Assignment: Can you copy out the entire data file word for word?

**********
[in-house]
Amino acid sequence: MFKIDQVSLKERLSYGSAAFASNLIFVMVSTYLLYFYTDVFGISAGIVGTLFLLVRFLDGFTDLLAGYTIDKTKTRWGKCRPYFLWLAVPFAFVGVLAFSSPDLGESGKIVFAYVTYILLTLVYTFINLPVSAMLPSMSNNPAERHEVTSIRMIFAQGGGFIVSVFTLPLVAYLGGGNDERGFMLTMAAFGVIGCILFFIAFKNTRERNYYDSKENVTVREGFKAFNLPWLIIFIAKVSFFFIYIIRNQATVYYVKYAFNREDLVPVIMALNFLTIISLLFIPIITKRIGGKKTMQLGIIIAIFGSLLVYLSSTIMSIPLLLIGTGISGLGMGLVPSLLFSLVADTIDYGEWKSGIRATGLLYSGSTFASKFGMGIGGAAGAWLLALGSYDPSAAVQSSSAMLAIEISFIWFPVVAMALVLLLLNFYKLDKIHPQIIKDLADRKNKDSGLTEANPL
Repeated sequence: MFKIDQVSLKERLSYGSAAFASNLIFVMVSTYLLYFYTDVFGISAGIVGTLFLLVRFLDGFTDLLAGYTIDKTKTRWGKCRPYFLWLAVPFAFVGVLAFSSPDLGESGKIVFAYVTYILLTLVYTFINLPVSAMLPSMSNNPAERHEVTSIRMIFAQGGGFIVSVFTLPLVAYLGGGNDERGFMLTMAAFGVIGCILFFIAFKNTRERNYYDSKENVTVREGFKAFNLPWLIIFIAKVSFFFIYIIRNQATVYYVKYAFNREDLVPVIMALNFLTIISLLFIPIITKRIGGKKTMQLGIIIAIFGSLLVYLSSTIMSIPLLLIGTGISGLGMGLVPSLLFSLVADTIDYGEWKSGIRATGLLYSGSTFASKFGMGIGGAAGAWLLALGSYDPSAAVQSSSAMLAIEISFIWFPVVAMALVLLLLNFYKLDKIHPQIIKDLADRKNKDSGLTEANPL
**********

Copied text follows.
[in-house]
Amino acid sequence: MFKIDQVSLKERLSYGSAAFASNLIFVMVSTYLLYFYTDVFGISAGIVGTLFLLVRFLDGFTDLLAGYTIDKTKTRWGKCRPYFLWLAVPFAFVGVLAFSSPDLGESGKIVFAYVTYILLTLVYTFINLPVSAMLPSMSNNPAERHEVTSIRMIFAQGGGFIVSVFTLPLVAYLGGGNDERGFMLTMAAFGVIGCILFFIAFKNTRERNYYDSKENVTVREGFKAFNLPWLIIFIAKVSFFFIYIIRNQATVYYVKYAFNREDLVPVIMALNFLTIISLLFIPIITKRIGGKKTMQLGIIIAIFGSLLVYLSSTIMSIPLLLIGTGISGLGMGLVPSLLFSLVADTIDYGEWKSGIRATGLLYSGSTFASKFGMGIGGAAGAWLLALGSYDPSAAVQSSSAMLAIEISFIWFPVVAMALVLLLLNFYKLDKIHPQIIKDLADRKNKDSGLTEANPL
Repeated sequence: MFKIDQVSLKERLSYGSAAFASNLIFVMVSTYLLYFYTDVFGISAGIVGTLFLLVRFLDGFTDLLAGYTIDKTKTRWGKCRPYFLWLAVPFAFVGVLAFSSPDLGESGKIVFAYVTYILLTLVYTFINLPVSAMLPSMSNNPAERHEVTSIRMIFAQGGGFIVSVFTLPLVAYLGGGNDERGFMLTMAAFGVIGCILFFIAFKNTRERNYYDSKENVTVREGFKAFNLPWLIIFIAKVSFFFIYIIRNQATVYYVKYAFNREDLVPVIMALNFLTIISLLFIPIITKRIGGKKTMQLGIIIAIFGSLLVYLSSTIMSIPLLLIGTGISGLGMGLVPSLLFSLVADTIDYGEWKSGIRATGLLYSGSTFASKFGMGIGGAAGAWLLALGSYDPSAAVQSSSAMLAIEISFIWFPVVAMALVLLLLNFYKLDKIHPQIIKDLADRKNKDSGLTEANPL